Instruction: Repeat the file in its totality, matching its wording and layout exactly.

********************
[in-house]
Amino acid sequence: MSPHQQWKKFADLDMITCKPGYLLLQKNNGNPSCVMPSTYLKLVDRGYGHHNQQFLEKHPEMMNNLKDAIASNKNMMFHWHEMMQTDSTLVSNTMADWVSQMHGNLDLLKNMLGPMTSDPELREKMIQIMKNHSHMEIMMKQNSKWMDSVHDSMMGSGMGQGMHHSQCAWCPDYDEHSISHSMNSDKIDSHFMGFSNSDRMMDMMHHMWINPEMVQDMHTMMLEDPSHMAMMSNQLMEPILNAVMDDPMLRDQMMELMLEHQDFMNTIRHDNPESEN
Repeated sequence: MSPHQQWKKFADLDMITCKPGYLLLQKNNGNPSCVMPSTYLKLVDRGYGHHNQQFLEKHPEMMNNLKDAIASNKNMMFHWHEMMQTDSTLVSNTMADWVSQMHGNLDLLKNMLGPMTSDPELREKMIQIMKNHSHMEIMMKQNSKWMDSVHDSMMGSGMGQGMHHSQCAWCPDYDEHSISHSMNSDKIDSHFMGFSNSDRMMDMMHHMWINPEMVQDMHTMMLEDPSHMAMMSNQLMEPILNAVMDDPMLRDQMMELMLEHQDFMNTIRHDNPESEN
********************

[in-house]
Amino acid sequence: MSPHQQWKKFADLDMITCKPGYLLLQKNNGNPSCVMPSTYLKLVDRGYGHHNQQFLEKHPEMMNNLKDAIASNKNMMFHWHEMMQTDSTLVSNTMADWVSQMHGNLDLLKNMLGPMTSDPELREKMIQIMKNHSHMEIMMKQNSKWMDSVHDSMMGSGMGQGMHHSQCAWCPDYDEHSISHSMNSDKIDSHFMGFSNSDRMMDMMHHMWINPEMVQDMHTMMLEDPSHMAMMSNQLMEPILNAVMDDPMLRDQMMELMLEHQDFMNTIRHDNPESEN
Repeated sequence: MSPHQQWKKFADLDMITCKPGYLLLQKNNGNPSCVMPSTYLKLVDRGYGHHNQQFLEKHPEMMNNLKDAIASNKNMMFHWHEMMQTDSTLVSNTMADWVSQMHGNLDLLKNMLGPMTSDPELREKMIQIMKNHSHMEIMMKQNSKWMDSVHDSMMGSGMGQGMHHSQCAWCPDYDEHSISHSMNSDKIDSHFMGFSNSDRMMDMMHHMWINPEMVQDMHTMMLEDPSHMAMMSNQLMEPILNAVMDDPMLRDQMMELMLEHQDFMNTIRHDNPESEN